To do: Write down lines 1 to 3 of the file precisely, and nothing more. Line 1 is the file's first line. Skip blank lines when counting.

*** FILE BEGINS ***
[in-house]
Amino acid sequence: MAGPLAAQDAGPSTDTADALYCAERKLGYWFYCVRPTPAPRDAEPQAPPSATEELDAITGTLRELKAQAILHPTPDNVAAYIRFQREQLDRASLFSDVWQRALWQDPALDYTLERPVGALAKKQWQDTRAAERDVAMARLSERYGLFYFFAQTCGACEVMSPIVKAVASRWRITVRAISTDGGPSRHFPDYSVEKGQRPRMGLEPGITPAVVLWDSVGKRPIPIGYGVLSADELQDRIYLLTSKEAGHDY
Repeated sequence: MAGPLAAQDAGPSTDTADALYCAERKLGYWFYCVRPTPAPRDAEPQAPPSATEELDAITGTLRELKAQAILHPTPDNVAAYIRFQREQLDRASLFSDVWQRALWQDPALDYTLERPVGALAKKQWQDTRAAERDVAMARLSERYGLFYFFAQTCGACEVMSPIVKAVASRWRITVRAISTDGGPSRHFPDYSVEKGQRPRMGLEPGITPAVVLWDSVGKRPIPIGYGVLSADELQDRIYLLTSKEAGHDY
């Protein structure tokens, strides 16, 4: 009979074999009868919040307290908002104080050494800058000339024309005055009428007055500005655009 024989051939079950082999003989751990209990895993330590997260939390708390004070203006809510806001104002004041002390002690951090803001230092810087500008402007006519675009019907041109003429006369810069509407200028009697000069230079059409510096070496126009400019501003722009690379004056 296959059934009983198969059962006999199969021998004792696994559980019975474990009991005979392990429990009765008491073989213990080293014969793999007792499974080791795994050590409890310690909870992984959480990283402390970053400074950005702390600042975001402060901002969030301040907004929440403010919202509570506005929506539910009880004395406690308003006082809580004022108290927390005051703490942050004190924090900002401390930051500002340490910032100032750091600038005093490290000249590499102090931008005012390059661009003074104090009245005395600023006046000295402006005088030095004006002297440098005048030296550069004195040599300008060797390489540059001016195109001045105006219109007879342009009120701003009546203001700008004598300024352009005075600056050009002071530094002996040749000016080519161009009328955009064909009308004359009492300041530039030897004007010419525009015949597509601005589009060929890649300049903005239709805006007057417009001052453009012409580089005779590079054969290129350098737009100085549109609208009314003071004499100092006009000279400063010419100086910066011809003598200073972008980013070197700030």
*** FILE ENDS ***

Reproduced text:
[in-house]
Amino acid sequence: MAGPLAAQDAGPSTDTADALYCAERKLGYWFYCVRPTPAPRDAEPQAPPSATEELDAITGTLRELKAQAILHPTPDNVAAYIRFQREQLDRASLFSDVWQRALWQDPALDYTLERPVGALAKKQWQDTRAAERDVAMARLSERYGLFYFFAQTCGACEVMSPIVKAVASRWRITVRAISTDGGPSRHFPDYSVEKGQRPRMGLEPGITPAVVLWDSVGKRPIPIGYGVLSADELQDRIYLLTSKEAGHDY
Repeated sequence: MAGPLAAQDAGPSTDTADALYCAERKLGYWFYCVRPTPAPRDAEPQAPPSATEELDAITGTLRELKAQAILHPTPDNVAAYIRFQREQLDRASLFSDVWQRALWQDPALDYTLERPVGALAKKQWQDTRAAERDVAMARLSERYGLFYFFAQTCGACEVMSPIVKAVASRWRITVRAISTDGGPSRHFPDYSVEKGQRPRMGLEPGITPAVVLWDSVGKRPIPIGYGVLSADELQDRIYLLTSKEAGHDY